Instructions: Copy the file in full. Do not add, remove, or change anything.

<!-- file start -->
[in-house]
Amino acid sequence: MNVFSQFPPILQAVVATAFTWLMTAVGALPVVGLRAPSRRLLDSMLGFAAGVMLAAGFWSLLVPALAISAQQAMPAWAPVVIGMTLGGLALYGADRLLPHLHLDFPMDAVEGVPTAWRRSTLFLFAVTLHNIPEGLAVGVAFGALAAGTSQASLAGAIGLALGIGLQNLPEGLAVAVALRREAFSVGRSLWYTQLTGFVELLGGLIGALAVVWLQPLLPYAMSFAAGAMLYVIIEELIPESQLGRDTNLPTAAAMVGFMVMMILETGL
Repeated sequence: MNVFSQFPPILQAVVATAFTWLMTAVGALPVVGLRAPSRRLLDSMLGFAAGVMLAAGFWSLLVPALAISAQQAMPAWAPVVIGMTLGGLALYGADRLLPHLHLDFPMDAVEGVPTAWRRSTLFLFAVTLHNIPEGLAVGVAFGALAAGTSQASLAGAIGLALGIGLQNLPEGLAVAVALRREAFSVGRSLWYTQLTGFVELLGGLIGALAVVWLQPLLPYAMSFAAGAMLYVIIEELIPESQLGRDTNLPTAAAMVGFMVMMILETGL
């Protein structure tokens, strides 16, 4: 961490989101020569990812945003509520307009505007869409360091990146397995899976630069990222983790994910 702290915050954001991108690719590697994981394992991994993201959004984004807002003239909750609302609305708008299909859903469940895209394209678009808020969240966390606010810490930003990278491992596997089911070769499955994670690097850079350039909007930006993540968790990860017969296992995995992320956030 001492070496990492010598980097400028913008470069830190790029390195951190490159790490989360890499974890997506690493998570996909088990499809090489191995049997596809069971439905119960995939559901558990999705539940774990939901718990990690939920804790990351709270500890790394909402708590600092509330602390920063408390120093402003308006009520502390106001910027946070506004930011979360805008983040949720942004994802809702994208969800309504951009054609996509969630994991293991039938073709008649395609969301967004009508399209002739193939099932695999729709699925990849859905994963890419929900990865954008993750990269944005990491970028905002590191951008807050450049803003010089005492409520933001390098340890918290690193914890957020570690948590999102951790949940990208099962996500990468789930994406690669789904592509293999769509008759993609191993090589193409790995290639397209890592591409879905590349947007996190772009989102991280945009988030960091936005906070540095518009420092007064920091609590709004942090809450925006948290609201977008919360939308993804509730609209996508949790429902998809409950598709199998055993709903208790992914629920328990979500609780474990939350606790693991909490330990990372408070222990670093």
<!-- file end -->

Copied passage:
[in-house]
Amino acid sequence: MNVFSQFPPILQAVVATAFTWLMTAVGALPVVGLRAPSRRLLDSMLGFAAGVMLAAGFWSLLVPALAISAQQAMPAWAPVVIGMTLGGLALYGADRLLPHLHLDFPMDAVEGVPTAWRRSTLFLFAVTLHNIPEGLAVGVAFGALAAGTSQASLAGAIGLALGIGLQNLPEGLAVAVALRREAFSVGRSLWYTQLTGFVELLGGLIGALAVVWLQPLLPYAMSFAAGAMLYVIIEELIPESQLGRDTNLPTAAAMVGFMVMMILETGL
Repeated sequence: MNVFSQFPPILQAVVATAFTWLMTAVGALPVVGLRAPSRRLLDSMLGFAAGVMLAAGFWSLLVPALAISAQQAMPAWAPVVIGMTLGGLALYGADRLLPHLHLDFPMDAVEGVPTAWRRSTLFLFAVTLHNIPEGLAVGVAFGALAAGTSQASLAGAIGLALGIGLQNLPEGLAVAVALRREAFSVGRSLWYTQLTGFVELLGGLIGALAVVWLQPLLPYAMSFAAGAMLYVIIEELIPESQLGRDTNLPTAAAMVGFMVMMILETGL
């Protein structure tokens, strides 16, 4: 961490989101020569990812945003509520307009505007869409360091990146397995899976630069990222983790994910 702290915050954001991108690719590697994981394992991994993201959004984004807002003239909750609302609305708008299909859903469940895209394209678009808020969240966390606010810490930003990278491992596997089911070769499955994670690097850079350039909007930006993540968790990860017969296992995995992320956030 001492070496990492010598980097400028913008470069830190790029390195951190490159790490989360890499974890997506690493998570996909088990499809090489191995049997596809069971439905119960995939559901558990999705539940774990939901718990990690939920804790990351709270500890790394909402708590600092509330602390920063408390120093402003308006009520502390106001910027946070506004930011979360805008983040949720942004994802809702994208969800309504951009054609996509969630994991293991039938073709008649395609969301967004009508399209002739193939099932695999729709699925990849859905994963890419929900990865954008993750990269944005990491970028905002590191951008807050450049803003010089005492409520933001390098340890918290690193914890957020570690948590999102951790949940990208099962996500990468789930994406690669789904592509293999769509008759993609191993090589193409790995290639397209890592591409879905590349947007996190772009989102991280945009988030960091936005906070540095518009420092007064920091609590709004942090809450925006948290609201977008919360939308993804509730609209996508949790429902998809409950598709199998055993709903208790992914629920328990979500609780474990939350606790693991909490330990990372408070222990670093």